I am in awe every time I hear Evergreen teachers explain the Montessori approach to math and language learning. Three times in the last two weeks, our teachers demonstrated what makes their methods so effective– at Open House, Kindergarten-Year Night, and Elementary Discovery Night.
As I listened to Ms. Liotta, Mrs. John, Mrs. Sesko and Mrs. Hatziyannis, I recognized what sets Montessori teachers apart from non-Montessori teachers: they think a lot about the science of learning. Their starting point is the way a child perceives the world, the way he takes in information through the senses, the way he organizes experiences, and the way he connects prior knowledge. The learning objective (multiply these two large numbers, read this non-phonetic word, identify parts of speech, etc) is an outcome of his experience– not the focal point. And in the end, these teachers’ students learn skills far beyond what I ever believed is possible.
We are so fortunate to have such brilliant teachers.
You can learn just about anything by playing with blocks: physics, geometry, leadership, project management, team work, cooperation and more. I am thrilled to introduce new outdoor construction blocks called Outlast Blocks to the playground and Rain Garden at Evergreen School this week. The blocks are made by Community Playthings to be safe for Toddlers through Elementary. The blocks will add one more creative play option to our playground. The blocks support the play theory of ‘loose parts‘ that has guided the Evergreen playground design for many years.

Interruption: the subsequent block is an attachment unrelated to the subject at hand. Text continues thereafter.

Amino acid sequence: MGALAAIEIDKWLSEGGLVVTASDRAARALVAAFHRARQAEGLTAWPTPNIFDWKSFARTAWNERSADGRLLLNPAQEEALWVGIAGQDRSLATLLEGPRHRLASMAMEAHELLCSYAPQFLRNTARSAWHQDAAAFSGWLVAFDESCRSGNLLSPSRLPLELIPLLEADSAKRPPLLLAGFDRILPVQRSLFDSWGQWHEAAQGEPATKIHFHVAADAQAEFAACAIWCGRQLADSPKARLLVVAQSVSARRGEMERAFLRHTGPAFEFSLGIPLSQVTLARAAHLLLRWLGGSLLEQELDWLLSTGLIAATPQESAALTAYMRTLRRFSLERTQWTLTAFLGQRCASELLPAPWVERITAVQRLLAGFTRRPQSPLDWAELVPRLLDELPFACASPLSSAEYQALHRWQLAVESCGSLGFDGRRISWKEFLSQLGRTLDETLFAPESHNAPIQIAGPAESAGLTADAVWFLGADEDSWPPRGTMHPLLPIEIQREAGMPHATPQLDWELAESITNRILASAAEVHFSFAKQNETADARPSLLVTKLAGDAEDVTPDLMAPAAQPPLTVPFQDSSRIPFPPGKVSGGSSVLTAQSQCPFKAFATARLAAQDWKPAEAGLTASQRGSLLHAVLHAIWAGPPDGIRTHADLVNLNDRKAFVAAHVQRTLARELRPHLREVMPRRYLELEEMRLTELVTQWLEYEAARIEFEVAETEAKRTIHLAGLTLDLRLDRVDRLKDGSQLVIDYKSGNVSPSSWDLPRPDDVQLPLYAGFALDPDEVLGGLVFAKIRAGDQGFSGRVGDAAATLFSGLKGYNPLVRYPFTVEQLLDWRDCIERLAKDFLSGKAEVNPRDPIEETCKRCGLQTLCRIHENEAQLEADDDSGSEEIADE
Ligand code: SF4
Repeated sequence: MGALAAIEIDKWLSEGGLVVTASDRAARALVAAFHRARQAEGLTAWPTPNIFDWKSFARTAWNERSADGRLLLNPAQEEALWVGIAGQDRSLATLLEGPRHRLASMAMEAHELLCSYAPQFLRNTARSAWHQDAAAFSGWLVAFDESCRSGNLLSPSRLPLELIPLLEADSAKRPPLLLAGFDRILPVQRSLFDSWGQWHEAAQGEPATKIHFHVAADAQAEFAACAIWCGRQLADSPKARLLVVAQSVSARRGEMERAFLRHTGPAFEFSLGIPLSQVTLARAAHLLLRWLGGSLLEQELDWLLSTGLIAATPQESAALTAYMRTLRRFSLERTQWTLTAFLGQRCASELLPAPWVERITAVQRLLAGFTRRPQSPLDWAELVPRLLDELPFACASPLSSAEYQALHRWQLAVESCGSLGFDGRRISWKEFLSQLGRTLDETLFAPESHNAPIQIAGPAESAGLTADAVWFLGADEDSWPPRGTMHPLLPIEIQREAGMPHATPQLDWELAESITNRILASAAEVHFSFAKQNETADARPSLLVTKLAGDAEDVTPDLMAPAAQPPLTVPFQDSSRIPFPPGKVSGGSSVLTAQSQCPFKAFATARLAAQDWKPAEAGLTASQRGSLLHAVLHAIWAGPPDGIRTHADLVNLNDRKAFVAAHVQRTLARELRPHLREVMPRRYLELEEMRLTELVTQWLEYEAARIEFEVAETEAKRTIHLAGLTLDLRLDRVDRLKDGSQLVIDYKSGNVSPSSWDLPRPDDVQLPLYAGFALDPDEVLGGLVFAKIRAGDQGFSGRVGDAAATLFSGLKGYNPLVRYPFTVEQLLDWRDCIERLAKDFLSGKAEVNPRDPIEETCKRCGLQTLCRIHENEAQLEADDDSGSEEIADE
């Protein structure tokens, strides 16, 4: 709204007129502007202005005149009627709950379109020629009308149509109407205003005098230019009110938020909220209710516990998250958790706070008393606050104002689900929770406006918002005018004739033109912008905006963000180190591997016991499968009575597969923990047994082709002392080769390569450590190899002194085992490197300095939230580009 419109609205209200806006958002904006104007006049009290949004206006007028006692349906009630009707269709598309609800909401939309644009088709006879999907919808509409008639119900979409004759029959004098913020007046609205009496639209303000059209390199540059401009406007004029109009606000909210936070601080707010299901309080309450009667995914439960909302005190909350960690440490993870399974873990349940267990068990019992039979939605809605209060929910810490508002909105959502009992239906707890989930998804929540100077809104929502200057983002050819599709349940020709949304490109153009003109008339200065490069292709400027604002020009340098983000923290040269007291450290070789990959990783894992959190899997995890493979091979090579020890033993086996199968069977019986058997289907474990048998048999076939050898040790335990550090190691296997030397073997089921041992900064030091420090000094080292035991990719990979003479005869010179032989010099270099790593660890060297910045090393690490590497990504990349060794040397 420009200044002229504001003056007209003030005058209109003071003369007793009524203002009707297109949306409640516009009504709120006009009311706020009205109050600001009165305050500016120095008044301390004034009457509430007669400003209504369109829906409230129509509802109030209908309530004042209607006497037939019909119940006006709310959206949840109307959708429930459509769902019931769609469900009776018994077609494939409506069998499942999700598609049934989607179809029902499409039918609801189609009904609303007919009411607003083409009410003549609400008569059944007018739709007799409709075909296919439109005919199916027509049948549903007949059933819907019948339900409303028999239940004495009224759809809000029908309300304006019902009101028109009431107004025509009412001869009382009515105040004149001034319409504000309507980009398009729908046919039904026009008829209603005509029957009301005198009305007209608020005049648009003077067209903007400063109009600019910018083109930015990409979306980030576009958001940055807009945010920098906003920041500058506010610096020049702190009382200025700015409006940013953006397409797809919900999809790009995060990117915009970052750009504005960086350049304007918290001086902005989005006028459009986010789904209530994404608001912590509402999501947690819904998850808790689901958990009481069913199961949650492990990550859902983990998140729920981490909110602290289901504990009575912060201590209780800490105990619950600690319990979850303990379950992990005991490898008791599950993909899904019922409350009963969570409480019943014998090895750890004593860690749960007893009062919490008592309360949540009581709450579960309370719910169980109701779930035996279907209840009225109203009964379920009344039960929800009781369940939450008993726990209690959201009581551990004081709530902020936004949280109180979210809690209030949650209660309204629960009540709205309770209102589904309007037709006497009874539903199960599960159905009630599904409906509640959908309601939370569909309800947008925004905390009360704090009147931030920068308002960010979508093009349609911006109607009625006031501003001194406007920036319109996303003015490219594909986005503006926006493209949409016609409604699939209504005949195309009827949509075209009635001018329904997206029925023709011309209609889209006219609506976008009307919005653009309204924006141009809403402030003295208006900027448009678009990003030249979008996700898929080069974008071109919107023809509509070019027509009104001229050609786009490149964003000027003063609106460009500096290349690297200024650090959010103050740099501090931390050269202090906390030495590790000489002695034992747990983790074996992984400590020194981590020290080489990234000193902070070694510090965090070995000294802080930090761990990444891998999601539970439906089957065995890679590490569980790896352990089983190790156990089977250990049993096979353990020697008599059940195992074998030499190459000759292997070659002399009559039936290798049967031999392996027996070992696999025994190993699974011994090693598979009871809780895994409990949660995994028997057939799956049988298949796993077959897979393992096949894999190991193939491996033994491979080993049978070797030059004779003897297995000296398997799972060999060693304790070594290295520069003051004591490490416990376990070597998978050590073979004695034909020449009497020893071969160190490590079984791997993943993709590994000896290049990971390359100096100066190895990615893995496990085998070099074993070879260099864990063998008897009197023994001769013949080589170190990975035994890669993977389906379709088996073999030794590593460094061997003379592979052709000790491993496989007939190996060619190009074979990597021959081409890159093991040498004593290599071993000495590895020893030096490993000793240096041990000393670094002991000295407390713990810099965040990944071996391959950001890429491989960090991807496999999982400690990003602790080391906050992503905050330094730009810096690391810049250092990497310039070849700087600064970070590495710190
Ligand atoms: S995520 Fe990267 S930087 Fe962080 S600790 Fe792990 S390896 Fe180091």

Here’s our new play structure– The Tree House– being installed. It is about as natural and organic as anything you would find in an Appalachian forest. As an Evergreen parent wrote… “How COOL is that!”
This 18-foot tall play sculpture was custom-designed by Bill Hutchens and is being installed by Marcus Sims and Allan Hill. The Tree House consists of four platforms, rope ladders and a slide. It is made of black locust trunks and Osage Orange branches and pressure treated decking lumber.
When I told some children that we were going to call it The Tree House, they corrected me: “It’s a fortress.” “It’s a tower.” “No, its a pirate ship.” It’s as mutable and whimsical as imagination itself.
Do you know the feeling? racing heart? sweaty palms? It’s unnerving to speak to a ballroom full of strangers. But on Saturday night, my daughter Isabel didn’t have any trouble. I asked her if she wanted to say a few words at her friend Jordyn’s Bat Mitzvah. She grabbed the microphone and answered, “Of course. We’ve been friends since we were two.”
Isabel and Jordyn went to preschool together at Georgetown Hill eleven years ago. Our families have stayed in touch ever since. Isabel’s words—since we were two—remind me of the power of friendships that form in places like Evergreen. Her words remind me of our obligation to nurture these relationships, plan playdates, reach out and make and sustain connections. They help our children feel tethered. Being part of a school community is important– but it can take 11 years or more to recognize just how much it means to your children.